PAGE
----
Study of UW System Confirms
Tenure was a “Job for Life”
May 26, 2016 - Robin Vos

Madison… A review of employment records over the last two decades illustrate that tenure at the UW System equated to a "job for life.”  Records provided to the Speaker’s Office show only six tenured faculty have been dismissed for just cause in the last 20 years. That translates to .007 percent dismissal rate for cause in any given year. In comparison at the national level, it’s estimated that two-percent of tenured faculty are dismissed in a typical year.

“I have not and never will doubt the absolute value of academic freedom to make sure we have a great university. Ideas must be expressed on campus without fear of losing your job.  As a conservative, I know that academic freedom is more likely to be needed on campus by those
that share my philosophy than almost any other category of instructor in the UW System.  Academic freedom should never be questioned, but we also need to have each and every state employee pulling their weight for the taxpayers as we all work together to keep our state growing,” said Speaker Vos.
One of the goals of reforming tenure was to remove the “job for life” employment status and status quo mentality. Tenure has proven to be ironclad job protections in the UW System.
Before the recent reforms, tenure was deemed an unlimited appointment granted to faculty members who produce a “consistent and high level of scholarship.”  That unlimited appointment was granted to thousands of faculty members throughout the system.  According to data provided to the Speaker’s Office, the UW System has 4,560 tenured faculty and 1,772 employees on the tenure track. The review found that 60 percent who apply for tenure receive it. During the past school year, exactly 201 professors received tenure in the UW System.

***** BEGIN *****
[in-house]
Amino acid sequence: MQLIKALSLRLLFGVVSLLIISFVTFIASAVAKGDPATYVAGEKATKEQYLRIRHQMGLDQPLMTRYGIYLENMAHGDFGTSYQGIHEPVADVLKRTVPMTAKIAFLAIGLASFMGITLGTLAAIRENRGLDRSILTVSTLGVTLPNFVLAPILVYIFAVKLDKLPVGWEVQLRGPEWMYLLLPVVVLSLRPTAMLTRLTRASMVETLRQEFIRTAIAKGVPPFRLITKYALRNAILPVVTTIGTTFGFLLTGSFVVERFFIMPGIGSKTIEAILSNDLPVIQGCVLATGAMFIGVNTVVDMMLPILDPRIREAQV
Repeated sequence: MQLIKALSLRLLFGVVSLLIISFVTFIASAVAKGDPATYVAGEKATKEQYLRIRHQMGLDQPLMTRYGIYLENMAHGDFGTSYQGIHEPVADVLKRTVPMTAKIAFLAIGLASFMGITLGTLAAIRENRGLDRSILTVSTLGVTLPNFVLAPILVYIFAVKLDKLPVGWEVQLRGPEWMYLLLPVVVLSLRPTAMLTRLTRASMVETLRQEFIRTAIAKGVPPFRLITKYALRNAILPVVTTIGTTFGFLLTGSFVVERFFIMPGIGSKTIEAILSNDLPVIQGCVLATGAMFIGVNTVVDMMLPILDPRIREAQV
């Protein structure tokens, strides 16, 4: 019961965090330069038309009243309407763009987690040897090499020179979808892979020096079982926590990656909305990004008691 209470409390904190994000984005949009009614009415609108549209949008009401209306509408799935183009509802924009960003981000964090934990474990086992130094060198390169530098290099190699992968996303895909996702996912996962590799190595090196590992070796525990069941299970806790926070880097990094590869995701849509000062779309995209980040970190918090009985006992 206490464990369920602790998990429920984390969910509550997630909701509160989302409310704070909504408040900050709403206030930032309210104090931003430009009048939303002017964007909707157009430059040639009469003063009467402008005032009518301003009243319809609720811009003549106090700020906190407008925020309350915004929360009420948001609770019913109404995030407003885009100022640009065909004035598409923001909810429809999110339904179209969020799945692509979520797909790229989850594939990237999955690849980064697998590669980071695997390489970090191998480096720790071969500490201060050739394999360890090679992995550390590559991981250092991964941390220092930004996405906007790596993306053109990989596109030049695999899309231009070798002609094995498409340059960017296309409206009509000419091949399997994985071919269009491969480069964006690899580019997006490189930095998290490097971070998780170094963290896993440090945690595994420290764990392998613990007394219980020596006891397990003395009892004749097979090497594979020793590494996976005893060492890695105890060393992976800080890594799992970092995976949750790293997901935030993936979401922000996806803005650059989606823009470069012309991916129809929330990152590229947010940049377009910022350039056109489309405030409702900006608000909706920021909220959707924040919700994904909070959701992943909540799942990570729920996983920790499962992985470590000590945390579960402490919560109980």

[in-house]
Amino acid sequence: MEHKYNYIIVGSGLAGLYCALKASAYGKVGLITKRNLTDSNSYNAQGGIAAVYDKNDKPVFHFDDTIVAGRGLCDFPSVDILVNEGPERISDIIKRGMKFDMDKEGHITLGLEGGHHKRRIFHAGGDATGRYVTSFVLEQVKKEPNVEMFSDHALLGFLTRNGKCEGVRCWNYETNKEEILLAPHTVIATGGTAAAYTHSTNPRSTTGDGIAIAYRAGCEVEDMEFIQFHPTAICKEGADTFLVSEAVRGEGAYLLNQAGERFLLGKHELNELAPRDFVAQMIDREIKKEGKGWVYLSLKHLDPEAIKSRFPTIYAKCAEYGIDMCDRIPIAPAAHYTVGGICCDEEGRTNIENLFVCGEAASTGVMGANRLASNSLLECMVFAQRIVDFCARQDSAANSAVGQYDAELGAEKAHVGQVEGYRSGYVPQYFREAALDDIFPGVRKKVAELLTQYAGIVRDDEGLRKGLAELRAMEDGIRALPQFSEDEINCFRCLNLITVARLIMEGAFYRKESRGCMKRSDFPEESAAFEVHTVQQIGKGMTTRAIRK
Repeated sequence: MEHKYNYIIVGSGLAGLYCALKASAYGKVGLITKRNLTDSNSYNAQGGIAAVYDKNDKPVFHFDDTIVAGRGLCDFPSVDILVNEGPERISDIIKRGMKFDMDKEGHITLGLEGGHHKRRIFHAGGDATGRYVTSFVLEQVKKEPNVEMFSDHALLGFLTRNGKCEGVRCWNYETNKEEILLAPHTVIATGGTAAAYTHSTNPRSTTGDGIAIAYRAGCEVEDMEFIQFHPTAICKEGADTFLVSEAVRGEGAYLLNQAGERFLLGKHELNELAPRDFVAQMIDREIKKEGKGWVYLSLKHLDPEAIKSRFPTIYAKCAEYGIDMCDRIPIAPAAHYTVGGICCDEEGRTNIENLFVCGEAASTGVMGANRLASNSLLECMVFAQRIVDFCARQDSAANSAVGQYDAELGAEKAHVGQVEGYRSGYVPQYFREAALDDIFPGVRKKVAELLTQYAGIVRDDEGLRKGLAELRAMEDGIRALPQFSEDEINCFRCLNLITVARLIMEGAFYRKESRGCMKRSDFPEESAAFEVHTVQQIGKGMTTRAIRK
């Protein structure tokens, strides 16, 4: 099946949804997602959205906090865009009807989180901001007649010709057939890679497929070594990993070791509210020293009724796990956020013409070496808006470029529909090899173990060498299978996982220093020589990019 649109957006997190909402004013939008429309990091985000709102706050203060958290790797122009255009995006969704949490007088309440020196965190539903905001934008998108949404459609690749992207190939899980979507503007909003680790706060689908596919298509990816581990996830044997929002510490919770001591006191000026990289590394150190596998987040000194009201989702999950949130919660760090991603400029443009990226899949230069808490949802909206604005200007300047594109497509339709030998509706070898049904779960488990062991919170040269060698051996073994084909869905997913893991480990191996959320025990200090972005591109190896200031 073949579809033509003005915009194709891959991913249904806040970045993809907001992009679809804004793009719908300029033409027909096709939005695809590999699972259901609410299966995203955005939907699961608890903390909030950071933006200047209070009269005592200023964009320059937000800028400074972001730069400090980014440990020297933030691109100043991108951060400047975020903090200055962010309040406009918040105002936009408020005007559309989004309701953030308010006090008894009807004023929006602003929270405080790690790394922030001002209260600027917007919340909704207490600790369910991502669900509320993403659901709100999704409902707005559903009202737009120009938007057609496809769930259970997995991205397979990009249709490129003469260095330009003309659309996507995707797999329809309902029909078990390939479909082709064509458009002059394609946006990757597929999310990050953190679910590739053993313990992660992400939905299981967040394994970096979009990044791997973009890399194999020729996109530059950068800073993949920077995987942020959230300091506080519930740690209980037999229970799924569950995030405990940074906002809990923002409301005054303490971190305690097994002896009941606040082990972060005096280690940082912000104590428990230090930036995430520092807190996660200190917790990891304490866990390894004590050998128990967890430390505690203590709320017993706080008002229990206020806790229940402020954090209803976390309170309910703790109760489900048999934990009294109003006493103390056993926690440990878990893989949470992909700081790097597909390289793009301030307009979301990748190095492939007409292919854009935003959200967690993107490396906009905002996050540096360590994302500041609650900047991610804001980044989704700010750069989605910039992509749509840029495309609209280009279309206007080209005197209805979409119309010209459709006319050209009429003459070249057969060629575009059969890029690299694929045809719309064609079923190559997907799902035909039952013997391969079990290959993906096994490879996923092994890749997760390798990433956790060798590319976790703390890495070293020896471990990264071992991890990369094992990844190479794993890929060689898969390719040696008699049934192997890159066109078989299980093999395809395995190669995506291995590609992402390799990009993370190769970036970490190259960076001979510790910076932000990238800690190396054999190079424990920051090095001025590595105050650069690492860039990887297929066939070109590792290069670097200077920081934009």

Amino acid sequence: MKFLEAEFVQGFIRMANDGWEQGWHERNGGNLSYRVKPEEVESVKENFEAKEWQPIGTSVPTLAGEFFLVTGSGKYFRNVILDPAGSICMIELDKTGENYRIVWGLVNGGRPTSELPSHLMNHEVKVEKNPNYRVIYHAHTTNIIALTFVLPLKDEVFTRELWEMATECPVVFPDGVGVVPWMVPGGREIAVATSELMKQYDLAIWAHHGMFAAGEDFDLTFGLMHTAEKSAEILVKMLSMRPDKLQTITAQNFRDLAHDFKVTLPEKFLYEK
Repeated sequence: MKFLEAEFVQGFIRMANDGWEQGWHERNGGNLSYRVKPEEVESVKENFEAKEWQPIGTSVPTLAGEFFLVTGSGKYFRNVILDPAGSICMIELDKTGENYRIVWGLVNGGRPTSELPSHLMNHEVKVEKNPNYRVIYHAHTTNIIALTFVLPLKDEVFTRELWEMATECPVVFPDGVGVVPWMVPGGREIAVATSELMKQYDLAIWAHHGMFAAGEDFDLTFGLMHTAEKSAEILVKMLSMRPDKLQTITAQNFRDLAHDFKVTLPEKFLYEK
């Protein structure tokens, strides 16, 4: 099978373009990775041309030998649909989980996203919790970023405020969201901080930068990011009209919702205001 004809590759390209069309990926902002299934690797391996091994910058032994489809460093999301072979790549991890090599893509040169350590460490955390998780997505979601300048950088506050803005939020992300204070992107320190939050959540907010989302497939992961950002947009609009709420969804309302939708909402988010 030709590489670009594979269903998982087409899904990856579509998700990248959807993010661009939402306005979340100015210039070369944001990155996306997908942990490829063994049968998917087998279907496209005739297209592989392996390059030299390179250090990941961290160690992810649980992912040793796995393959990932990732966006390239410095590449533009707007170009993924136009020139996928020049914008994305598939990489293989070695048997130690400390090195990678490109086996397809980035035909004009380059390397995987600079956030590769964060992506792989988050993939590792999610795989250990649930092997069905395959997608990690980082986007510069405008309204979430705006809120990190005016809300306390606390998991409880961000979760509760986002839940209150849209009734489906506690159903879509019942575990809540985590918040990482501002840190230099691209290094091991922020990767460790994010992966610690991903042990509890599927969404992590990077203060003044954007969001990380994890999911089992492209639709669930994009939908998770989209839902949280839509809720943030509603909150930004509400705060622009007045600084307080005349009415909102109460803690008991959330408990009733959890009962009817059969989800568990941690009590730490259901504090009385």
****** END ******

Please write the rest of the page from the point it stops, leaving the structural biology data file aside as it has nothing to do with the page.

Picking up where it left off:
“It was an important step forward when the tenure policies were removed from state statute to mirror other states in the country,” Speaker Vos said.  “UW System leaders developed new policies with input from faculty to allow for the necessary flexibilities to innovate and improve.”
“I love our university system.  As a product of UW-Whitewater and a former student regent, I want the best for our universities, colleges, students and the taxpayers,” said Speaker Vos. “The UW System can continue to innovate, research, teach and influence the minds of tomorrow but it can’t do it effectively if we’re stuck in a perpetual state of protest.”